Must art be instagram-worthy?
Singapore can be said to be a festival hub, with year-round celebrations of religious holidays, arts and culture. With so many festivals in a year, can festivalgoers really distinguish one from the other? Also, is there a need for so many festivals, especially those that highlight outdoor art installations?
I Light Singapore — Bicentennial Edition is currently held in various places across central Singapore and will run until 24 February. The works showcased provide perspectives on the Singapore Bicentennial in the forms of art, installations and interactive media.
Jason Chen, the festival director and director (place management) of the Urban Redevelopment Authority, shares more on how art can help tell Singapore’s history and why i Light Singapore is not just another festival.
Singapore’s calendar has always been filled with festivals. What do you think i Light Singapore brings to the table?
As one of the country’s signature events, i Light Singapore has been a platform that bridges people, culture and opportunity through art and sustainability since its inception in 2010. The festival’s focus on sustainability also reinforces the position of Marina Bay, where it all began, as a sustainable precinct, and serves as reminders to encourage festivalgoers to adopt environment-friendly habits in their everyday lives.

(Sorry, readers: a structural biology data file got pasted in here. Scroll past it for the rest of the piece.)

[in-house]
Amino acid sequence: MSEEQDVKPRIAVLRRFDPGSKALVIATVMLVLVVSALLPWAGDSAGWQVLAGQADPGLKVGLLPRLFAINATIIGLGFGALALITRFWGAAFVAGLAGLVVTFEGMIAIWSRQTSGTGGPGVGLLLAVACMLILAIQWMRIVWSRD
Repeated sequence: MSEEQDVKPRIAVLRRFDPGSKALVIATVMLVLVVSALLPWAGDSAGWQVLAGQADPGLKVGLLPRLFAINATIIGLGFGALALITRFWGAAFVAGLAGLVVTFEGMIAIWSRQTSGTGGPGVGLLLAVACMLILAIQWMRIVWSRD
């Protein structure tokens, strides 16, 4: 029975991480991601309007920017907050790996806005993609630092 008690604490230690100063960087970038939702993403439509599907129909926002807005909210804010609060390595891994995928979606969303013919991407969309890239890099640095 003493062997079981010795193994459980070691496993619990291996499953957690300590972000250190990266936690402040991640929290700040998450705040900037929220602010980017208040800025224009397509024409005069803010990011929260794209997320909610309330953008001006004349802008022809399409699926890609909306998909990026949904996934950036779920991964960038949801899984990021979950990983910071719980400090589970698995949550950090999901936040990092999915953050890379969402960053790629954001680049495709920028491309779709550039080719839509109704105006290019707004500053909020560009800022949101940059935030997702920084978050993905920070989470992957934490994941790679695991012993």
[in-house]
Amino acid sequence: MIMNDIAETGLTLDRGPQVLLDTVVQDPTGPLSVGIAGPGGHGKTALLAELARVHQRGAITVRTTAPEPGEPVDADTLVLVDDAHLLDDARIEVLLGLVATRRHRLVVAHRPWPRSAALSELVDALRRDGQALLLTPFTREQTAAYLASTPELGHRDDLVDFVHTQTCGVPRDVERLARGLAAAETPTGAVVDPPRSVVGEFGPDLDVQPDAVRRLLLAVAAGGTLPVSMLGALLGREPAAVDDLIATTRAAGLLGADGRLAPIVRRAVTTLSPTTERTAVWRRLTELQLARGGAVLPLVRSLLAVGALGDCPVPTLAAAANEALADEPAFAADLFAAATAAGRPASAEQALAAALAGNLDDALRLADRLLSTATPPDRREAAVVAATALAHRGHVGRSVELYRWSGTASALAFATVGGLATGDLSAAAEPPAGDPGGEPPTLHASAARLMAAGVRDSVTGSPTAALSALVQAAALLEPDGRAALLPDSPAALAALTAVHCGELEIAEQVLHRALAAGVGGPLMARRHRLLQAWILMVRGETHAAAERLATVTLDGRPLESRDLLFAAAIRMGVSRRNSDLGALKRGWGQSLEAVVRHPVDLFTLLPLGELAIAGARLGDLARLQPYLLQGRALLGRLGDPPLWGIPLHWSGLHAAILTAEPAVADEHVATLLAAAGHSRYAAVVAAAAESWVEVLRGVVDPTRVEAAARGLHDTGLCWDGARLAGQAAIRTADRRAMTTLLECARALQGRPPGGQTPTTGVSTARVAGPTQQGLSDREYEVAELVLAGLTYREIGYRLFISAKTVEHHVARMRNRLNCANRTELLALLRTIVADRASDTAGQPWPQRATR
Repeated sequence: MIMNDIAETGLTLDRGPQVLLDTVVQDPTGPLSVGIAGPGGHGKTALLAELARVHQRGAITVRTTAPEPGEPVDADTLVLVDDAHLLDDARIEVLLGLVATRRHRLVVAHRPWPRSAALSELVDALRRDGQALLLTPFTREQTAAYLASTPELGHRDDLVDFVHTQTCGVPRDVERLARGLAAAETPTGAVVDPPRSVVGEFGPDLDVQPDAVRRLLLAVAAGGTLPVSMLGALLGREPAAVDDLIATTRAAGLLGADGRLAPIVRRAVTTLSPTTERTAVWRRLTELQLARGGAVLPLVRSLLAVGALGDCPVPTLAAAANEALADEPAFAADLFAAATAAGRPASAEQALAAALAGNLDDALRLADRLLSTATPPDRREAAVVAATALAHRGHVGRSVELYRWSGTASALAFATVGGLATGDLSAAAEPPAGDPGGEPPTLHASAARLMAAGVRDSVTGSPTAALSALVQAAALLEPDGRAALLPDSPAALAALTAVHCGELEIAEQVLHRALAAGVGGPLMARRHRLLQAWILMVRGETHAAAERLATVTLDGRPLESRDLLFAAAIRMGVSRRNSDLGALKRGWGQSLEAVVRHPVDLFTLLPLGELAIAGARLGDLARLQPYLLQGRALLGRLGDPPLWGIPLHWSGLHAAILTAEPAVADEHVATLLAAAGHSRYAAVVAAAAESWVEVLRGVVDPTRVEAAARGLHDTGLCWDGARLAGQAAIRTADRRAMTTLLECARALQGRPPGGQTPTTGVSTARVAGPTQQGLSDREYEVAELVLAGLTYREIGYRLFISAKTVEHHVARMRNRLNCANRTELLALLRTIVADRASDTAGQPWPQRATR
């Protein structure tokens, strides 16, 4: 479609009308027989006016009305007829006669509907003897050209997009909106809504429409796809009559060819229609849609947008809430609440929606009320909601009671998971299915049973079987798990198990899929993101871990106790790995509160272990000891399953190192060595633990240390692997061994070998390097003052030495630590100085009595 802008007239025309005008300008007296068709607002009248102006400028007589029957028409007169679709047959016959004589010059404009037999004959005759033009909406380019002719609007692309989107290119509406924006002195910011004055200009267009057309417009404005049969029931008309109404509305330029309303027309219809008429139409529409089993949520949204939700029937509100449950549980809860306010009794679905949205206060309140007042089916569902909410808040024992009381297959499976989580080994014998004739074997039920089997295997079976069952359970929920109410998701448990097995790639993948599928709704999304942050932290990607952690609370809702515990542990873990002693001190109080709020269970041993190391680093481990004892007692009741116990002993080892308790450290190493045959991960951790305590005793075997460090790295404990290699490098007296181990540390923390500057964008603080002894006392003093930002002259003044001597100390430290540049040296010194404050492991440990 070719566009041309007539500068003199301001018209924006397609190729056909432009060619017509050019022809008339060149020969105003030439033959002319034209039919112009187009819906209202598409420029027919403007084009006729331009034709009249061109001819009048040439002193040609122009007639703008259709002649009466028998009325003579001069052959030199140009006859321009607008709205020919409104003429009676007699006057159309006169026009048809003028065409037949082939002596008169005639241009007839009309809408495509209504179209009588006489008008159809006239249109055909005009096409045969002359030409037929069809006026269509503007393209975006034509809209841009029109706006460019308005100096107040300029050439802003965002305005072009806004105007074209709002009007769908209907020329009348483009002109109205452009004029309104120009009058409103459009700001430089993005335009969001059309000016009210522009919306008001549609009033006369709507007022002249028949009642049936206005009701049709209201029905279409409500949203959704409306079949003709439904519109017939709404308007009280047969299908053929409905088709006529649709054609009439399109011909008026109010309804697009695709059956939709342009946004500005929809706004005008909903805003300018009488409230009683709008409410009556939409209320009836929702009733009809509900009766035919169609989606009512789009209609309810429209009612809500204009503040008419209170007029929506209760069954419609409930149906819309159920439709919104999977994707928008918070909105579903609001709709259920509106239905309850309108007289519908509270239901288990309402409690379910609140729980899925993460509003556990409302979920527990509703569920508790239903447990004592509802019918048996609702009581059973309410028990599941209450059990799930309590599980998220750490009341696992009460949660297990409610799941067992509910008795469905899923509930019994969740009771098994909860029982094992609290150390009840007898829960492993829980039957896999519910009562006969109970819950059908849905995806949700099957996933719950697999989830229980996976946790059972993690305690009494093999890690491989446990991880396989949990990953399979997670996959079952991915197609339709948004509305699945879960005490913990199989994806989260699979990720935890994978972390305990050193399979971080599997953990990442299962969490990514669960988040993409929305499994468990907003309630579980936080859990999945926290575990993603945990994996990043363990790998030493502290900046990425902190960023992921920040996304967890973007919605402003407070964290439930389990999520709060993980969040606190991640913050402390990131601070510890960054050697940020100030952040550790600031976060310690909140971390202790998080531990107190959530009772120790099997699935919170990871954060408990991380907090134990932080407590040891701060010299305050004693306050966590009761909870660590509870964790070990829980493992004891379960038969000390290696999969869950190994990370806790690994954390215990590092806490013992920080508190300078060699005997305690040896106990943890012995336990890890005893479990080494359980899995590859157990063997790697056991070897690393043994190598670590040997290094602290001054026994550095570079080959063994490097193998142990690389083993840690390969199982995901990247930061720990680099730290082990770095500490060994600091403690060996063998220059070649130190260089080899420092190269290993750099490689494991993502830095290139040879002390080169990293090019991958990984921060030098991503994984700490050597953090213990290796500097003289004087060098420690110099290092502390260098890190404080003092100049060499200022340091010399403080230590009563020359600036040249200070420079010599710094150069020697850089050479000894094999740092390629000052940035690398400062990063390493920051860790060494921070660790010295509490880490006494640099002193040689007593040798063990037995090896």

For instance, the light art installations are designed with energy-saving lighting, recycled or environmentally friendly materials. In addition, the festival has been rallying building owners, corporations and businesses to support our signature Switch Off, Turn Up campaign, where they are encouraged to switch off non-essential lighting and turn up their air-conditioning temperatures to reduce the consumption of energy. This year, more than 60 organisations have committed to coming on board the campaign.
How would the Singapore Bicentennial Edition of i Light Singapore differ from past editions?
i Light Singapore — Bicentennial Edition, which is taking place from 28 January to 24 February 2019, is a special edition of i Light Marina Bay, which many would be familiar with since it began in 2010. An anchor event to kick-start the Singapore Bicentennial commemoration, the festival invites artists and festivalgoers to reflect on Singapore’s history and growth, as well as our connection with the world in the last 700 years.
This year, the festival will span Marina Bay, as well as the historical areas of the Civic District, Singapore River and Raffles Terrace at Fort Canning Park. Curated to the theme Bridges of Time, 33 sustainable light art installations from 15 countries, including Singapore, will be showcased at the festival, with more than half of them designed by Singapore artists or feature content related to Singapore. We have also introduced five distinct programming hubs for visitors looking for a fun, engaging and unique experience, as they traverse our iconic waterfront that bridges old and new Singapore along the festival route.